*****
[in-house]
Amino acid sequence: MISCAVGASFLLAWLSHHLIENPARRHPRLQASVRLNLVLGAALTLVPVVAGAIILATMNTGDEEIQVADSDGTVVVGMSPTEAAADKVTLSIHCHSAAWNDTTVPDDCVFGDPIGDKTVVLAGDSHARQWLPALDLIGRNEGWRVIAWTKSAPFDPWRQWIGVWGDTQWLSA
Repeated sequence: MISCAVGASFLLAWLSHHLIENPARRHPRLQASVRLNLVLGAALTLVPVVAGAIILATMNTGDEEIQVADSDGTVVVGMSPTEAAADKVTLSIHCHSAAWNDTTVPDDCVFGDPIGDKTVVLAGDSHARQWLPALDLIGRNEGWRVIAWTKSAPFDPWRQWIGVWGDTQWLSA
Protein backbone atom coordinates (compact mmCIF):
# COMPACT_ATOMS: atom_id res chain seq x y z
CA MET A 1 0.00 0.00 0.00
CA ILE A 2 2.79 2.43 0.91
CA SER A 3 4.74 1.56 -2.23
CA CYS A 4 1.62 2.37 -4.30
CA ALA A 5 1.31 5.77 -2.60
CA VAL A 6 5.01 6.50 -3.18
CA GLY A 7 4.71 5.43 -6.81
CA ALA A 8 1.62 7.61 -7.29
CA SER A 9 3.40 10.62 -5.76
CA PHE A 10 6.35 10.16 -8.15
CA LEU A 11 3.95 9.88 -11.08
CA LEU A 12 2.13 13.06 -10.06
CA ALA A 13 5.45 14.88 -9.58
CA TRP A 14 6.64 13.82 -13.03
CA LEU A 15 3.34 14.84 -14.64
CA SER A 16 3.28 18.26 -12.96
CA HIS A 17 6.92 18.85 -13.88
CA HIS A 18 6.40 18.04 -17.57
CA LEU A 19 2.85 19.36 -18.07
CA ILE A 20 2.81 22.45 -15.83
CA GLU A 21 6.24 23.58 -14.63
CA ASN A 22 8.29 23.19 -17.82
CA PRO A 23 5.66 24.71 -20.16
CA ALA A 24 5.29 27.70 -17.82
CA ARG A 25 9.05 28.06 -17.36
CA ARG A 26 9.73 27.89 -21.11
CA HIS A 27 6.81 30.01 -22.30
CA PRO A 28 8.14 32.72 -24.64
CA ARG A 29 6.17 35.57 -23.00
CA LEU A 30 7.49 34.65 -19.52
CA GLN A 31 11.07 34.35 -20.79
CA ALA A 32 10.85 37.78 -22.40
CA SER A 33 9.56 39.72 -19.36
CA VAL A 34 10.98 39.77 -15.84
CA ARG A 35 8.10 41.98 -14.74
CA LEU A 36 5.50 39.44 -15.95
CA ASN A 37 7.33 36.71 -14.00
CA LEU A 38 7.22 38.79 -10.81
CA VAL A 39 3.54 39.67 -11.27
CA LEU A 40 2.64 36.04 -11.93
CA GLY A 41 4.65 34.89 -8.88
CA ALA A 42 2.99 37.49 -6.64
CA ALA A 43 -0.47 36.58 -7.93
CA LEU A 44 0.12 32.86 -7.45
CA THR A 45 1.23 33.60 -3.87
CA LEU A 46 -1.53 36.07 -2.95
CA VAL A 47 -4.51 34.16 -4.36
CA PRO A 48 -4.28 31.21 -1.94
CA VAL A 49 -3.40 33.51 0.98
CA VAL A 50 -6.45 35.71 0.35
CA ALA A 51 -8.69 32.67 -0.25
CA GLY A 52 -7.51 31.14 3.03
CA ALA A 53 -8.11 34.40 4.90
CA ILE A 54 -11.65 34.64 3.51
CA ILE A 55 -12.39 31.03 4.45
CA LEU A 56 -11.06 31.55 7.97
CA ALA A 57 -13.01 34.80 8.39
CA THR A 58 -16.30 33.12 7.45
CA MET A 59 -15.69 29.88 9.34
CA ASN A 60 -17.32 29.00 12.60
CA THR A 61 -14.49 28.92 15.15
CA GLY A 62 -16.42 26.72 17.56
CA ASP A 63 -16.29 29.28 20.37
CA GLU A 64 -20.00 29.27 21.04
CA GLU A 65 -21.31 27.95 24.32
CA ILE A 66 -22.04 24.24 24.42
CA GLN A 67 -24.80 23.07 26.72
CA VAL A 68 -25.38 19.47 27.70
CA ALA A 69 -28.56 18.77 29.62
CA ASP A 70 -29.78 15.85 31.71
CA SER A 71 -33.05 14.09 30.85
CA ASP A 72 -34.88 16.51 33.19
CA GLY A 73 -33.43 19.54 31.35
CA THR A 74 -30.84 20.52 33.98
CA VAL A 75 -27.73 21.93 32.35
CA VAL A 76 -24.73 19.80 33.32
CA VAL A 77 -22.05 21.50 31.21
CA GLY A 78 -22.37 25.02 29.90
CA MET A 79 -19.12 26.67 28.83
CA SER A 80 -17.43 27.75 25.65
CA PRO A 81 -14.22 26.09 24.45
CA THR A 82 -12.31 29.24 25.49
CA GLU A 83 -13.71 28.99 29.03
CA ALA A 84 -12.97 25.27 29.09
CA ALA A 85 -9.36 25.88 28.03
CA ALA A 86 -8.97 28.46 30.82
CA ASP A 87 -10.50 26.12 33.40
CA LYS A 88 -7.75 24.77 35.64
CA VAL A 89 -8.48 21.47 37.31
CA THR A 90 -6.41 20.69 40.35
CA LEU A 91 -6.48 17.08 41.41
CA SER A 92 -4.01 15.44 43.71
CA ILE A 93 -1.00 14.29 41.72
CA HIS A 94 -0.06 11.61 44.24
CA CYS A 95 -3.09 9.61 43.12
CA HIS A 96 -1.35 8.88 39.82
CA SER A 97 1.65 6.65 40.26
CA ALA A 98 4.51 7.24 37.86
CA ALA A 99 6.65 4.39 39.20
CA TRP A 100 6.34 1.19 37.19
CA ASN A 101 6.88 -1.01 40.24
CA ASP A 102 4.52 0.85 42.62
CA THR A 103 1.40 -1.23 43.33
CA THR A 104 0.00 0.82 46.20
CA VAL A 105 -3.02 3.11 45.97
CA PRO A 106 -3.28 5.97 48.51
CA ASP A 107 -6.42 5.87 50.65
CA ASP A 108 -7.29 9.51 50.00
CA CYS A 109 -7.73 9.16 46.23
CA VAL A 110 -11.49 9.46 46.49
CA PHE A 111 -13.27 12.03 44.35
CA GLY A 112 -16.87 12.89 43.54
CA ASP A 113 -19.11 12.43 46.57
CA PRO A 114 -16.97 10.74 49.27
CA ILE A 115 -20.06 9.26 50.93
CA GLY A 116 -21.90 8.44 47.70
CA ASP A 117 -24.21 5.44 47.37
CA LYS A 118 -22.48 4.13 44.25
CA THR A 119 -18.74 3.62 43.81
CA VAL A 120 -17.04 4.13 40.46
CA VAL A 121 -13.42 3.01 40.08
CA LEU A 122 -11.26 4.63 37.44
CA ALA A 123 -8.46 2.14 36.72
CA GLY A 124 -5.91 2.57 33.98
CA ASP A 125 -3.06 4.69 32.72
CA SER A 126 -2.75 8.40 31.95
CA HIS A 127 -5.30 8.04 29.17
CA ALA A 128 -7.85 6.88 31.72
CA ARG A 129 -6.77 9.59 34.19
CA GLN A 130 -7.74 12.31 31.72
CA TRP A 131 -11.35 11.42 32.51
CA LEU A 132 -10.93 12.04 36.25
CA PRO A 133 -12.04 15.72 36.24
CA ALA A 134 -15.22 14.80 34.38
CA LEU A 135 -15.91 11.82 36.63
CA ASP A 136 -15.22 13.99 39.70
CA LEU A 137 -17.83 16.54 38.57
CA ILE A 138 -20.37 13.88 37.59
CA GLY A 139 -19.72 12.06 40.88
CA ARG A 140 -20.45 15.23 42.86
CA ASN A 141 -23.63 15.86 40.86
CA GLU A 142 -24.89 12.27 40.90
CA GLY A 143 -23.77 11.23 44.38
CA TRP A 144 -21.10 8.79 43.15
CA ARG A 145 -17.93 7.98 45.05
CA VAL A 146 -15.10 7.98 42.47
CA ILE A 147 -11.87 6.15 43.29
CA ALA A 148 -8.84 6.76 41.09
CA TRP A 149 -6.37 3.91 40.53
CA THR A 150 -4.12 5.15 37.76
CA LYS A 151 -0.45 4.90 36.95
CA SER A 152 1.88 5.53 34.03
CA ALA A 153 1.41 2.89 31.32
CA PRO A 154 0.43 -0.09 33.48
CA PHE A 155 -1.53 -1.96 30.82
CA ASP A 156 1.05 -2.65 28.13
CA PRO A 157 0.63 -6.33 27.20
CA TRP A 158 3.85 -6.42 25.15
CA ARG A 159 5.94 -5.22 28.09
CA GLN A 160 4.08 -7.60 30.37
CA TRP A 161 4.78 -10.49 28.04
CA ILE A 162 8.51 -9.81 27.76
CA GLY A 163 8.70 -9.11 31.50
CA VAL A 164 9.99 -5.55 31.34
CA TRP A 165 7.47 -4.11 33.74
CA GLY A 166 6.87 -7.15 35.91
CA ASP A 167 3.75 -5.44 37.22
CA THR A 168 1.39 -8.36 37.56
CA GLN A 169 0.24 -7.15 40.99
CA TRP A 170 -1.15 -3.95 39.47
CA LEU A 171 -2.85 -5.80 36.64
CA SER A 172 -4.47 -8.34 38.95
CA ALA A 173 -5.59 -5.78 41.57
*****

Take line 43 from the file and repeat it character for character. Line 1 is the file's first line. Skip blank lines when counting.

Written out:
CA LEU A 38 7.22 38.79 -10.81